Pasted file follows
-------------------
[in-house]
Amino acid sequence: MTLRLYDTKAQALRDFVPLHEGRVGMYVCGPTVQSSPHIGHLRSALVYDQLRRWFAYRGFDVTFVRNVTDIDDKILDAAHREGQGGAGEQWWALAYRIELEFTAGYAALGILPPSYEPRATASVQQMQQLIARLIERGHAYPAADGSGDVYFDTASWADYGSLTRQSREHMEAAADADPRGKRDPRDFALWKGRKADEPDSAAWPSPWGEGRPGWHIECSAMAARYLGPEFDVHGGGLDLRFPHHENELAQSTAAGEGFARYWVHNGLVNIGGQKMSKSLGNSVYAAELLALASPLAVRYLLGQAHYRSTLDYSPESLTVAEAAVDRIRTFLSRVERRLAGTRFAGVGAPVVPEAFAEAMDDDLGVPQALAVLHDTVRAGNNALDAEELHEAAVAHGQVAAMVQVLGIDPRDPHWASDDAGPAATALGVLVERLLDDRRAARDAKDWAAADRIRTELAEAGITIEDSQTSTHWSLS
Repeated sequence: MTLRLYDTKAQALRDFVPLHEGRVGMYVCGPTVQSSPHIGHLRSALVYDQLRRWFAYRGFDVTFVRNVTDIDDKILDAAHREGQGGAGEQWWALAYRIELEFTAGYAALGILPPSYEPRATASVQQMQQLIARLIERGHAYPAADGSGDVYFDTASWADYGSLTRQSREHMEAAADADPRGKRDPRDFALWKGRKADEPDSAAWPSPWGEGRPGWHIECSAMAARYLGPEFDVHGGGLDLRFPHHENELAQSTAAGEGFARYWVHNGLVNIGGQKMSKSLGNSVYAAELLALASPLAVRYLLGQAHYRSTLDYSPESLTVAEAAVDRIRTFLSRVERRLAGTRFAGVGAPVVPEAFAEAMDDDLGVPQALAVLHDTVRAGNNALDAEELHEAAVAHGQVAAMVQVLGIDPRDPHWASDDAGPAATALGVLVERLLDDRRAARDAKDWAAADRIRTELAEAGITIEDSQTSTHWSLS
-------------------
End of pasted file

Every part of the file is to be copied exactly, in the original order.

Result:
[in-house]
Amino acid sequence: MTLRLYDTKAQALRDFVPLHEGRVGMYVCGPTVQSSPHIGHLRSALVYDQLRRWFAYRGFDVTFVRNVTDIDDKILDAAHREGQGGAGEQWWALAYRIELEFTAGYAALGILPPSYEPRATASVQQMQQLIARLIERGHAYPAADGSGDVYFDTASWADYGSLTRQSREHMEAAADADPRGKRDPRDFALWKGRKADEPDSAAWPSPWGEGRPGWHIECSAMAARYLGPEFDVHGGGLDLRFPHHENELAQSTAAGEGFARYWVHNGLVNIGGQKMSKSLGNSVYAAELLALASPLAVRYLLGQAHYRSTLDYSPESLTVAEAAVDRIRTFLSRVERRLAGTRFAGVGAPVVPEAFAEAMDDDLGVPQALAVLHDTVRAGNNALDAEELHEAAVAHGQVAAMVQVLGIDPRDPHWASDDAGPAATALGVLVERLLDDRRAARDAKDWAAADRIRTELAEAGITIEDSQTSTHWSLS
Repeated sequence: MTLRLYDTKAQALRDFVPLHEGRVGMYVCGPTVQSSPHIGHLRSALVYDQLRRWFAYRGFDVTFVRNVTDIDDKILDAAHREGQGGAGEQWWALAYRIELEFTAGYAALGILPPSYEPRATASVQQMQQLIARLIERGHAYPAADGSGDVYFDTASWADYGSLTRQSREHMEAAADADPRGKRDPRDFALWKGRKADEPDSAAWPSPWGEGRPGWHIECSAMAARYLGPEFDVHGGGLDLRFPHHENELAQSTAAGEGFARYWVHNGLVNIGGQKMSKSLGNSVYAAELLALASPLAVRYLLGQAHYRSTLDYSPESLTVAEAAVDRIRTFLSRVERRLAGTRFAGVGAPVVPEAFAEAMDDDLGVPQALAVLHDTVRAGNNALDAEELHEAAVAHGQVAAMVQVLGIDPRDPHWASDDAGPAATALGVLVERLLDDRRAARDAKDWAAADRIRTELAEAGITIEDSQTSTHWSLS